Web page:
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Data: Does Size Matter?

Lana Macapagal - 1 year ago

Should all data have to be big?

When everyone is competing for the same thing, how do you make your brand stand out? How do you meet consumer expectations and at the same time commit ROI to your bosses? The answer is in data.

Data-Driven Marketing: The Answer to your Bosses’ Demands discusses how brands can produce consumer-focused campaigns, products, and solutions through market data. The article centers on producing actionable insights using data – small and big.  

In this article, we will tackle the difference between small and big data. Understand the importance of each and find out if size really matters.

 

What is Small Data?

Small data is commonly defined as usable chunks of information that can be seamlessly gathered through excel, analyzed real time, and impact present decisions. Small data is comprehensible, obtainable, and actionable. This can be extracted from owned social media analytics, brand’s promotions, and conducted researches.

Below is a success case of small data which interestingly, was against its initial big data findings.

The Lego Story

Source: Brickset

 

Every big data set analyzed by Lego concluded one thing: future generations will lose interest in the brand. These data had shown how digital natives- people born after the 1980s, are more inclined to computer games and instant gratification. This posed a serious threat to the building-blocks company since obviously, the instant reward scheme isn’t their strength.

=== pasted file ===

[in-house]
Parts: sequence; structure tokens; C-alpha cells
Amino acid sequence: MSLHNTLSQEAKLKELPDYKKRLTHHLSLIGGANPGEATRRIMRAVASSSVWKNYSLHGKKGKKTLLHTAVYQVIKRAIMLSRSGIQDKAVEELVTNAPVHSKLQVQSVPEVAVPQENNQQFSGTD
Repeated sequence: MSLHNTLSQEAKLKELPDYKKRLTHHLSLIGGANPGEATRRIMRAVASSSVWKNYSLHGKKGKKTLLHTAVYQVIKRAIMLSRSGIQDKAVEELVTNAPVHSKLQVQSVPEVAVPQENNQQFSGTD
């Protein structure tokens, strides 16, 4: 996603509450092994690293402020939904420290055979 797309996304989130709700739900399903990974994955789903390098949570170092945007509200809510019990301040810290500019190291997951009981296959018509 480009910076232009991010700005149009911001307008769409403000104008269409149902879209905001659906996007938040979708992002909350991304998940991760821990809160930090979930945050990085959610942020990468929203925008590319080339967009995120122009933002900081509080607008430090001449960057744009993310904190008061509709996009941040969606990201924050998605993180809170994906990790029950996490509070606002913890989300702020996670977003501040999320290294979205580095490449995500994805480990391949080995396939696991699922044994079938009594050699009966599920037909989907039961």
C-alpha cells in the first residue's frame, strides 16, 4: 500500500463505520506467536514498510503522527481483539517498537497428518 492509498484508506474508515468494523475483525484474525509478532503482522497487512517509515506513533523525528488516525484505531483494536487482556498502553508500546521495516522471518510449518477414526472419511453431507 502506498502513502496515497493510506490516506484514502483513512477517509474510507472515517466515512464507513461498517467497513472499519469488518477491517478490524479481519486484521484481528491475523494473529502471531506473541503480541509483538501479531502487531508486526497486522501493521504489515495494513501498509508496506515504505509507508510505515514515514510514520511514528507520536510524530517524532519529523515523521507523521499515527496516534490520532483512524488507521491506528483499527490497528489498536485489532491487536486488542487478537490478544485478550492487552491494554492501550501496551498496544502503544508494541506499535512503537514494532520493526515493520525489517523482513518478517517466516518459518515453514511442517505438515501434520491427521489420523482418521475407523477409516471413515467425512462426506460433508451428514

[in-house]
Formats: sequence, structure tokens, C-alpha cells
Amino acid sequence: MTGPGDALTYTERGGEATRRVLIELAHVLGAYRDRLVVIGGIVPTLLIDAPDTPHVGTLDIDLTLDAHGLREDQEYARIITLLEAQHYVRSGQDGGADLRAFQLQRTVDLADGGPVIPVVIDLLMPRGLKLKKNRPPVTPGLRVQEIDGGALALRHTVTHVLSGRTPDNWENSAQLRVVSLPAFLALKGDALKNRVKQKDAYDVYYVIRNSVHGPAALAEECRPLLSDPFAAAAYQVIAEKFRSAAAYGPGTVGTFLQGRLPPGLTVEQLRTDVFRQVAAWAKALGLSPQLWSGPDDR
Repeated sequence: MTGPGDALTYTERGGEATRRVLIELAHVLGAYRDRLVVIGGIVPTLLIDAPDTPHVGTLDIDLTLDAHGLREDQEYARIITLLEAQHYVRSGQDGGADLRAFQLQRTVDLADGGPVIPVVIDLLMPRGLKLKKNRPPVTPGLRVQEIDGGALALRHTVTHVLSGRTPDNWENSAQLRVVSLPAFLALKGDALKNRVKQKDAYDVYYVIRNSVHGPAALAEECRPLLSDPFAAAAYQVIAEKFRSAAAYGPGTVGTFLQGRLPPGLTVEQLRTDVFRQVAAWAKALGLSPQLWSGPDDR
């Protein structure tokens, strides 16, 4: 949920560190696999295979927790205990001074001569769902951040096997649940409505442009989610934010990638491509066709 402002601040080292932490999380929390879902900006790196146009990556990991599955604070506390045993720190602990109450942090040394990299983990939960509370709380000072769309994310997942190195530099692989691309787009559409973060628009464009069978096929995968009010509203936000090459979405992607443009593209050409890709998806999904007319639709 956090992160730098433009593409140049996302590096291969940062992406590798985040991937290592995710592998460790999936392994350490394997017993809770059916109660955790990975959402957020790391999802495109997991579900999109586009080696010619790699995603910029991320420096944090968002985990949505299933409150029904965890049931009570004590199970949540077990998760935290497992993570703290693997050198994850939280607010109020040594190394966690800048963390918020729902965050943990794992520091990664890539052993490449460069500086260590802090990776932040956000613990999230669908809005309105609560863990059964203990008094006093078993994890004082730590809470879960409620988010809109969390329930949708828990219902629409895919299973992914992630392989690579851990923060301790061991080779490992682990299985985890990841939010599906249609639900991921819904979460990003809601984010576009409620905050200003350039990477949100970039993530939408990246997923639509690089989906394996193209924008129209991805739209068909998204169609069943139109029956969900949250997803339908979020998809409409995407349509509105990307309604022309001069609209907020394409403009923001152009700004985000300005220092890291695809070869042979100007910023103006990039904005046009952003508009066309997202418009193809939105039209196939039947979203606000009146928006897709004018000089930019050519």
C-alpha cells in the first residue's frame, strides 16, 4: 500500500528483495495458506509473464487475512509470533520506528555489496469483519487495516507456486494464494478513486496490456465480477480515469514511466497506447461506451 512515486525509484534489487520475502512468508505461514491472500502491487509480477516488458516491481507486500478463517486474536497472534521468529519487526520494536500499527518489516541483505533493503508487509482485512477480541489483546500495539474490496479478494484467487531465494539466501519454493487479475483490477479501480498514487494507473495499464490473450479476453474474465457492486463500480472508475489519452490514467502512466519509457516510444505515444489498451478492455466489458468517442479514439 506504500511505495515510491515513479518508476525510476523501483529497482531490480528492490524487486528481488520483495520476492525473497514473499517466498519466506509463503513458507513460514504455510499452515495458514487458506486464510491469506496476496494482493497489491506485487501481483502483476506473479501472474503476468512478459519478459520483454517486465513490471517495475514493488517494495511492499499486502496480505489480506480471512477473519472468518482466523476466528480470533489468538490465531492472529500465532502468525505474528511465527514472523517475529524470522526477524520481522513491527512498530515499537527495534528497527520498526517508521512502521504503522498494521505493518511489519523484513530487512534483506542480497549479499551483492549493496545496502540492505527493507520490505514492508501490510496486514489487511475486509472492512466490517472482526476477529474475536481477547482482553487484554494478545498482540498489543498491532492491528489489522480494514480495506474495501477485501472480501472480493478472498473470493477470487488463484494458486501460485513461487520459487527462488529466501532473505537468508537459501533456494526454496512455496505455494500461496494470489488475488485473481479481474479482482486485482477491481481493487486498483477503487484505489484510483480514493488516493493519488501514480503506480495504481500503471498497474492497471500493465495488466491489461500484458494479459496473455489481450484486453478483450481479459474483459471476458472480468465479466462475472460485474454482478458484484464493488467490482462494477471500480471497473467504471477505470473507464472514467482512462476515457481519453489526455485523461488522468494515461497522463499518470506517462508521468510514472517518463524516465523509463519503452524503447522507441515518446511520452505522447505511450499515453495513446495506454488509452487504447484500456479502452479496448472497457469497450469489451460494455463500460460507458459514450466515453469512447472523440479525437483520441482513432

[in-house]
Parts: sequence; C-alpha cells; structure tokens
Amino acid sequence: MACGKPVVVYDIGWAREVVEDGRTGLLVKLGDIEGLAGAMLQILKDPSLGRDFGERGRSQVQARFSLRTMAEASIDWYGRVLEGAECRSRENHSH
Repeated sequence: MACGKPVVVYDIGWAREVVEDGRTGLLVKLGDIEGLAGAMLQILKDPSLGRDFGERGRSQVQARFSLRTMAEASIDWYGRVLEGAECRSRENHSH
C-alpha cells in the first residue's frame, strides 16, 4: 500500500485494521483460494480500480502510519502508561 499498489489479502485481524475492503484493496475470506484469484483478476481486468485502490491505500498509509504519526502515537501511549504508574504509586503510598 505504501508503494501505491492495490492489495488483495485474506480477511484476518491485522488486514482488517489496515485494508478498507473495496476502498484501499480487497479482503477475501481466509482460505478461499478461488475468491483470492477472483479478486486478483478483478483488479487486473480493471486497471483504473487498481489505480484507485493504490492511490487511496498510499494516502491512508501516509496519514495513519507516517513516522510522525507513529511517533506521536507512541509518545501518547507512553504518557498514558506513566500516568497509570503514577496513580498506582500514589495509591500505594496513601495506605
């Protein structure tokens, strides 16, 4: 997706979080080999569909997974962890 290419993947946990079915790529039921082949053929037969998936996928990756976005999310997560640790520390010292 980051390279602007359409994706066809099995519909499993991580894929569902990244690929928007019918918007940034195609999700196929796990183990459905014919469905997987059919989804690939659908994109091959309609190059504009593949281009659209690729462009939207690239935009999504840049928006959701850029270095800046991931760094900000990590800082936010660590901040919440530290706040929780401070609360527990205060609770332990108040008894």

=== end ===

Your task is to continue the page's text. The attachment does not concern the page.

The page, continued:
Not losing faith, Lego marketers conducted an on-ground research and visited some of its clients’ homes. They wanted to understand what makes Lego stand out and see what they can do to save the brand. To their surprise, their ethnographic visits proved their big data insights – the demand for instant results – were false.

The biggest turnaround in Lego happened when they met an 11-year old with a worn out pair of Adidas sneakers. The kid held the pair of shoes like a gold medal and passionately explained to everyone how it was his favorite pair of kicks. The beat-up and ragged look tell a story: he is one of the best skateboarders in the city. He was proud of it.

Lego marketers realized that children get a sense of belongingness and pride from participating and achieving a high level of mastery at their chosen skills or fields. They choose something they can display and call their own work, no matter how tedious it may get. Banking on these data, Lego remodeled their strategy and eventually, sold off their labor-intensive products. They have also continued alliances with Harry Potter and Star Wars. Fast forward to ten years, the brand’s sales rose to 11% and for the first time ever, it exceeded Mattel as the world’s largest toymaker.

Take away: It’s important to derive insights from your big data but it should only serve as a guide. Look within your brand and analyze beyond numbers. As what Andrew Lang once said, “…use statistics as a drunken man uses lamp posts—for support rather than for illumination.”

 

What is Big Data?

Big Data is a digital marketing buzzword that can sometimes be overwhelming. Here’s a snippet.

  • 2.5 quintillion bytes of data are produced by the internet daily.
  • 40 zettabytes of data are projected to be produced by 2020.
  • 10% of big data is structured while 90% is unstructured.
  • Less than 1% of the world’s data is analyzed while over 80% is unprotected.

As defined by SAS, “Big data refers to the ever-increasing volume, velocity, variety, and veracity of information. It also refers to the difficulties and competencies related to storing and analyzing such enormous data sets.”